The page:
In a California partition lawsuit the trial court must determine two things: a determination of the parties’ interests in the property and, secondly, the manner of partition—sale or division.
In a recent lawsuit involving partition, quiet title and accounting among real estate investors, a San Francisco Superior Court judge ordered the property partitioned and sold, with the parties’ ownership to be determined at a later date. In the 2018 California Court of Appeal case Summers v. Superior Court (Tan), the Court of Appeal issued a peremptory writ of mandate directing the court to vacate its order so that it could determine the parties’ ownership interests before it orders the sale of the property. The sale cannot come before the ownership interests are determined.
This real estate lawsuit involved three real estate investors who owned an investment property together. However, the parties could not agree on each parties’ ownership interest and their corresponding rights to receive income and obligations to pay expenses on the property. Owner Wan Fen Tan filed a lawsuit against his co-owners Ricardo Summers and Alejandro Gomez for quiet title, partition and accounting. The co-owners filed cross-complaints that included claims for quiet title, partition and breach of contract.
The attorneys for Tan filed a motion for summary adjudication requesting that since all of the parties had asked for partition, the court should order partition with the sale proceeds to be held in escrow until resolution of the litigation disputes over ownership. Summers and Gomez opposed the motion, arguing that while they wanted partition and sale, the ownership interest dispute must be resolved first. The pointed out that selling the property before resolution of these issues would be a huge waste because the sold property would not generate rental income while the parties’ ownership interests were litigated. The trial court granted the motion and ordered partition by sale with the ownership interest dispute to be determined later.
“Partition is the procedure for segregating and terminating common interests in the same parcel of property. It is a remedy much favored by the law,” noted the Appellate Court. “The original purpose of partition was to permit cotenants to avoid the inconvenience and dissension arising from sharing joint possession of land. An additional reason to favor partition is the policy of facilitating transmission of title, thereby avoiding unreasonable restraints on the use and enjoyment of property.”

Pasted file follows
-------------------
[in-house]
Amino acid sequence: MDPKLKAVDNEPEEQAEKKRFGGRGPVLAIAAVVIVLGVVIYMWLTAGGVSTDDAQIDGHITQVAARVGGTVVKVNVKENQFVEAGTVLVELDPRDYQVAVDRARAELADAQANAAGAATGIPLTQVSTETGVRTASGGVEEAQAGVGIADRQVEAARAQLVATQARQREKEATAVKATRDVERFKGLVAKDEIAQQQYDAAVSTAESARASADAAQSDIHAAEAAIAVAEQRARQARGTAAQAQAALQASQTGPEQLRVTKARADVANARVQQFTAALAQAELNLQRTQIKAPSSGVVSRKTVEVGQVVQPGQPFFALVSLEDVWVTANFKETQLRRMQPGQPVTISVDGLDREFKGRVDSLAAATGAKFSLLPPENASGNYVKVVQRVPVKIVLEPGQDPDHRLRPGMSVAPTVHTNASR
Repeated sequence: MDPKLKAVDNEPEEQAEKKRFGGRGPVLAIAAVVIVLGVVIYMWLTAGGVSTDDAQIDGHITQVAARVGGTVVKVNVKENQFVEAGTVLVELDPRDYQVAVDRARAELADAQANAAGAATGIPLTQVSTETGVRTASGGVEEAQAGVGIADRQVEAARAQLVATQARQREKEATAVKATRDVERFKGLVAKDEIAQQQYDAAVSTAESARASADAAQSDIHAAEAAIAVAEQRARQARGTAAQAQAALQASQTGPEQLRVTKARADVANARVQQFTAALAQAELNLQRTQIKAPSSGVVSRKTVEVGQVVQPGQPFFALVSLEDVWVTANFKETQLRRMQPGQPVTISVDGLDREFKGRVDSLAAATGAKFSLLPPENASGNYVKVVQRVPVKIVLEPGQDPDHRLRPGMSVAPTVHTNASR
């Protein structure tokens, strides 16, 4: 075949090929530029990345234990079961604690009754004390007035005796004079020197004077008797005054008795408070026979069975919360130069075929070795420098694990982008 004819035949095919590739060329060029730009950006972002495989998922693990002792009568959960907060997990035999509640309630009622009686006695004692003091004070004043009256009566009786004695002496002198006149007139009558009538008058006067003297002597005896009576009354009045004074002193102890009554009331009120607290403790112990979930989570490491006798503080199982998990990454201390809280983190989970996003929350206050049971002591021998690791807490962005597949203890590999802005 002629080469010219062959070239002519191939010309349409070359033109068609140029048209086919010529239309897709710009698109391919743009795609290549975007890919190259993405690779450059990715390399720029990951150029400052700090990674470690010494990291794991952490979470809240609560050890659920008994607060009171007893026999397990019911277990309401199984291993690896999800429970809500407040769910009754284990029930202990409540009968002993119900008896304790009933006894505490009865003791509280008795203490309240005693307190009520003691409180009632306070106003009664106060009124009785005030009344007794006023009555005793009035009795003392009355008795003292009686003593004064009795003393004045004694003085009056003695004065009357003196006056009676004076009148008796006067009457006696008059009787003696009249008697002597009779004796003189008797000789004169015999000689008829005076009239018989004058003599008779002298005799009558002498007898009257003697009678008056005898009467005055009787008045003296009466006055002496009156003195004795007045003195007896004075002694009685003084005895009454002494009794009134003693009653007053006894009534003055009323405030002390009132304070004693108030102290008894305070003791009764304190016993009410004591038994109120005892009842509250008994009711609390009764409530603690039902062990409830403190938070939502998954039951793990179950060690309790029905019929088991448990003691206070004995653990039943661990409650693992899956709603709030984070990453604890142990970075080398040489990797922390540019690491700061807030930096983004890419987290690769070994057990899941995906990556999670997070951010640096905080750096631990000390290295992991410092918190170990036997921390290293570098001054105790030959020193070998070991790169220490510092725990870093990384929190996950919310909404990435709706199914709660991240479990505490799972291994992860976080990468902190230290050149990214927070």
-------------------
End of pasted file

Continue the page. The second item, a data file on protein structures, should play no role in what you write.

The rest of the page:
“The governing statute is section [California Code of Civil Procedure] 872.720. Subdivision (a) declares that ‘[i]f the court finds that the plaintiff is entitled to partition, it shall make an interlocutory judgment that determines the interests of the parties in the property and orders the partition of the property.’ (§872.720, subd. (a).) The order of partition ‘shall order that the property be divided among the parties in accordance with their interests as determined in the interlocutory judgment.’ (§872.810.) Section 872.720, subdivision (b), allows the court to issue sequential interlocutory judgments for original concurrent and successive owners if the court determines that it ‘is impractical or highly inconvenient to make a single interlocutory judgment that determines, in the first instance, the interest of all the parties in the property.’ (§872.720, subd. (b).)”
“When the trial court ‘determines the interests of the parties in the property and orders the partition of the property,’ it shall decide the manner of partition ‘unless [this] is to be later determined.’ (§872.720, subd. (a).) ‘The manner of partition may be ‘in-kind’—i.e., physical division of the property according to the parties’ interests as determined in the interlocutory judgment. Alternatively, if the parties agree or the court concludes it ‘would be more equitable,’ the court may order the property sold and the proceeds divided among the parties.’”
The Court of Appeal found that two points are made clear by these provisions. First, the interlocutory judgment in a partition lawsuit is to include two elements: a determination of the parties’ interests in the property and an order granting the partition. Second, the manner of partition—i.e., a physical division or sale of the property—is to be decided when or after the parties’ ownership interests are determined, but not before.
The Appellate Court noted that the trial court failed to satisfy these elements because it ordered the sale of the property before the parties’ ownership interests were resolved. They found no authority for this approach. The court therefore found that the trial court lacked the authority to order the sale of the property before it determined the parties’ respective ownership interests.
Real Estate Attorney Practice Notes: In many partition actions the ownership interests are not in dispute. Real estate attorneys who are handling partition actions should see if they can get all of the parties to stipulate to the interlocutory judgment establishing undisputed ownership interests and ordering partition.